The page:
LGLC News for November 2020
Through the toughest of times, you have stuck by us and Lake George. The staff and directors of the Lake George Land Conservancy wish to express our sincere gratitude for every dollar, every step on our trails, every mention in conversation, every like and follow online — every action that has helped us carry out our mission to protect Lake George. We are one community. We are Lake George.
As we at the LGLC give thanks for an amazing 2020, we look back on all that you helped us to accomplish to protect the land that protects the lake: we protected nearly 300 acres of important land; we, along with our partners, took on the HWA infestation that threatened our precious watershed; we provided safe, nurturing access to nature for thousands of people during a time of uncertainty; we connected more people to our work, the land, and the lake through virtual events and talks.
None of this could have happened this year without YOU! From all of us here at the LGLC, thank you for all that you do.
Did you know?
The CARES Act includes provisions that encourage Americans to contribute to churches and charitable organizations in 2020:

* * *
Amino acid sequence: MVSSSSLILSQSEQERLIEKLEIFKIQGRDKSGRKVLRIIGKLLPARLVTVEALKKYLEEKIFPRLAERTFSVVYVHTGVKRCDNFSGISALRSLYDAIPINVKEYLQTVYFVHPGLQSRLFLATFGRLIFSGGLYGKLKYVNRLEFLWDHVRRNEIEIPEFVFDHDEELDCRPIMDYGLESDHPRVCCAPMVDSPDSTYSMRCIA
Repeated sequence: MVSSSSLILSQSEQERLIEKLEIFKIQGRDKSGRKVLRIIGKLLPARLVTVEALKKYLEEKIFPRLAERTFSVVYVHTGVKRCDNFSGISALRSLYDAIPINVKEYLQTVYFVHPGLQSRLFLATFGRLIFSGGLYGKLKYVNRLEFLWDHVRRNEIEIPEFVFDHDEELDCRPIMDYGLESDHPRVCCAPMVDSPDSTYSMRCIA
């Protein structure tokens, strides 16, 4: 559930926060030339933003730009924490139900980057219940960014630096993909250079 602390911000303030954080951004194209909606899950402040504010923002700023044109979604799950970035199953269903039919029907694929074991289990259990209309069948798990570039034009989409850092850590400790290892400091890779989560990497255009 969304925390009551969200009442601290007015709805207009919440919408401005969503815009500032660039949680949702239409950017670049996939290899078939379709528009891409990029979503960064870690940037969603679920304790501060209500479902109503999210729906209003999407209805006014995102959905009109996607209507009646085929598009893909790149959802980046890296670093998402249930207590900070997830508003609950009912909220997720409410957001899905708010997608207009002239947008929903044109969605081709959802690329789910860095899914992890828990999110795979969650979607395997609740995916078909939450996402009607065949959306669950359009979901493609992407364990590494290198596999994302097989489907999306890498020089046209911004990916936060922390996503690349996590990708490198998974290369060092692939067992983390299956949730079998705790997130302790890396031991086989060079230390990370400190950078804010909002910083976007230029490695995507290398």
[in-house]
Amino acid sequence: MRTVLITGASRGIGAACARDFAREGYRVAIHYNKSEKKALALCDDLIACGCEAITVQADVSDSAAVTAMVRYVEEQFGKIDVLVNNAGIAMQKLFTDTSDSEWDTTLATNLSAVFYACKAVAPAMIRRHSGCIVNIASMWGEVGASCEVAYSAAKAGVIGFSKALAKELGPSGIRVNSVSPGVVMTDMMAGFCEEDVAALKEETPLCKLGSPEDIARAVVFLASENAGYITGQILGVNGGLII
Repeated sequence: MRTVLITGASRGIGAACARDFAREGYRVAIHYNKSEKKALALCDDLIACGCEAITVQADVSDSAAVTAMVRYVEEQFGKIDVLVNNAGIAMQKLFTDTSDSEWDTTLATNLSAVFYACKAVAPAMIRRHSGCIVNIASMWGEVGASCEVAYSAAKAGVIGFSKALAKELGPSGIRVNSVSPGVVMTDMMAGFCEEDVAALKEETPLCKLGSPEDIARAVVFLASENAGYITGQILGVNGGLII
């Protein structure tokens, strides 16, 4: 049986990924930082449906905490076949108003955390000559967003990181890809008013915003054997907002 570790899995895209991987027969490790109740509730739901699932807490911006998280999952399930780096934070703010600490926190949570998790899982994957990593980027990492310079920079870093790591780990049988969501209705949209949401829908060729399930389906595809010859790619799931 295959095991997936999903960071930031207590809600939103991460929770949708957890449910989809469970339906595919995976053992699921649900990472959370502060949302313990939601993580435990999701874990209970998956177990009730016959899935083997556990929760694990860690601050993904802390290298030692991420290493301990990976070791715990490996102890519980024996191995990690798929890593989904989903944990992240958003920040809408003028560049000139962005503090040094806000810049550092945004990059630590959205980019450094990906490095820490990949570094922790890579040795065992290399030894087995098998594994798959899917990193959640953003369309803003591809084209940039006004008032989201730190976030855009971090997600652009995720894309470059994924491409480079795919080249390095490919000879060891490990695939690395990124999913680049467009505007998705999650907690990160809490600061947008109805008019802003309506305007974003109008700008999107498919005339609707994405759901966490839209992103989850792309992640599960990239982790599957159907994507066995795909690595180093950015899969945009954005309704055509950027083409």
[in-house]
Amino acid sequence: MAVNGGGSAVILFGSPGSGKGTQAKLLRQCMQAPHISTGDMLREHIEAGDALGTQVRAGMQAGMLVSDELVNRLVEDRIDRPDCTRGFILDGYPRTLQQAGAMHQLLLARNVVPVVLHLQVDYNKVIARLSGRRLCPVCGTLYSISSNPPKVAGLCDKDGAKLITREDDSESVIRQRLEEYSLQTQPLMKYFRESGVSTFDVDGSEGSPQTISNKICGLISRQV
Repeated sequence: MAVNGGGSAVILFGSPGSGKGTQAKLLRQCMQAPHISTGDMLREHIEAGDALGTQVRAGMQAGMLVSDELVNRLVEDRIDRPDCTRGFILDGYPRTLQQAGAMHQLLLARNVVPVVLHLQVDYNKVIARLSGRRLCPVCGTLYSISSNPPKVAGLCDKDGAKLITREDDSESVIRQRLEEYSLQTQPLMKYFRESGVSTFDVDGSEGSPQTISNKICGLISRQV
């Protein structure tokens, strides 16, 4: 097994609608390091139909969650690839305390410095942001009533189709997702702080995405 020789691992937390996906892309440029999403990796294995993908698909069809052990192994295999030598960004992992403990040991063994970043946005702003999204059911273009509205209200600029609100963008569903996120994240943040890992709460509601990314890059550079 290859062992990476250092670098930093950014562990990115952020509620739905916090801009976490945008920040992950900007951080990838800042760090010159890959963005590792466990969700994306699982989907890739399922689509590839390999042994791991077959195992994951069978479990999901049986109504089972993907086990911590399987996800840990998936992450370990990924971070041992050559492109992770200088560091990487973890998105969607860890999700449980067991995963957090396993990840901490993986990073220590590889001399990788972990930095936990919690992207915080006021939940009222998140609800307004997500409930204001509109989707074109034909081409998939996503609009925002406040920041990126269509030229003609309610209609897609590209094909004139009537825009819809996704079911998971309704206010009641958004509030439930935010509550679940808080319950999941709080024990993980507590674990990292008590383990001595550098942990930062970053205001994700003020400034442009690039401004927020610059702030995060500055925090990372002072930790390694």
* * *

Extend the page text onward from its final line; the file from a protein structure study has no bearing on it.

- Taxpayers can claim up to $300 for cash donations to charitable organizations on their federal income tax return, even if they do not itemize deductions;
- The 50% adjusted gross income limitation is suspended for cash contributions to charitable organizations by individuals; and
- The 10% limitation for corporations is increased to 25% of taxable income.
Please consult your financial advisor if you have any questions about this or other ways to support LGLC.
Thank you for protecting more than 300 acres of land that protect the lake!
Thanks to you, the Lake George Land Conservancy protected three important properties, totaling nearly 300 acres, including 40 acres of critical wetlands, 4,300 feet of stream corridor, and hundreds of acres of forestland. The protection of these lands ensures they will never be altered and will be able to forever continue their natural function of filtering water as it flows into Lake George.
- Bradley's Lookout: 62 acres, Bolton
The LGLC purchased this iconic property $526,000, and then immediately sold the land to the Town of Bolton for $150,000 encumbered by a conservation easement to ensure that it would remain protected forever. This partnership not only protected the land’s amazing and easily-viewed ridgeline, wetlands, and beautiful forest, but also allows for the Town of Bolton to create an amazing recreational hub.